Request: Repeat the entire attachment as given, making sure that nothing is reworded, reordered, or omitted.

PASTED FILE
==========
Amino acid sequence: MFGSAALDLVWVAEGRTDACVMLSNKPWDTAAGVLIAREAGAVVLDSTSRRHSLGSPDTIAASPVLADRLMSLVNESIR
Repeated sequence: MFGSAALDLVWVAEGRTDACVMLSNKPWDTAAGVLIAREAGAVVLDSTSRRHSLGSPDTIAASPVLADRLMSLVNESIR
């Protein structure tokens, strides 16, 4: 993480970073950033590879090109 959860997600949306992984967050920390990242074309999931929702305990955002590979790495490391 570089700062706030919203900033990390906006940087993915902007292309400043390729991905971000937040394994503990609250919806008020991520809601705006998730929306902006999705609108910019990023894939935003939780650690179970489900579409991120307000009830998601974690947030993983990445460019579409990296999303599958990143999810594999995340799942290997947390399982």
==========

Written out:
Amino acid sequence: MFGSAALDLVWVAEGRTDACVMLSNKPWDTAAGVLIAREAGAVVLDSTSRRHSLGSPDTIAASPVLADRLMSLVNESIR
Repeated sequence: MFGSAALDLVWVAEGRTDACVMLSNKPWDTAAGVLIAREAGAVVLDSTSRRHSLGSPDTIAASPVLADRLMSLVNESIR
């Protein structure tokens, strides 16, 4: 993480970073950033590879090109 959860997600949306992984967050920390990242074309999931929702305990955002590979790495490391 570089700062706030919203900033990390906006940087993915902007292309400043390729991905971000937040394994503990609250919806008020991520809601705006998730929306902006999705609108910019990023894939935003939780650690179970489900579409991120307000009830998601974690947030993983990445460019579409990296999303599958990143999810594999995340799942290997947390399982």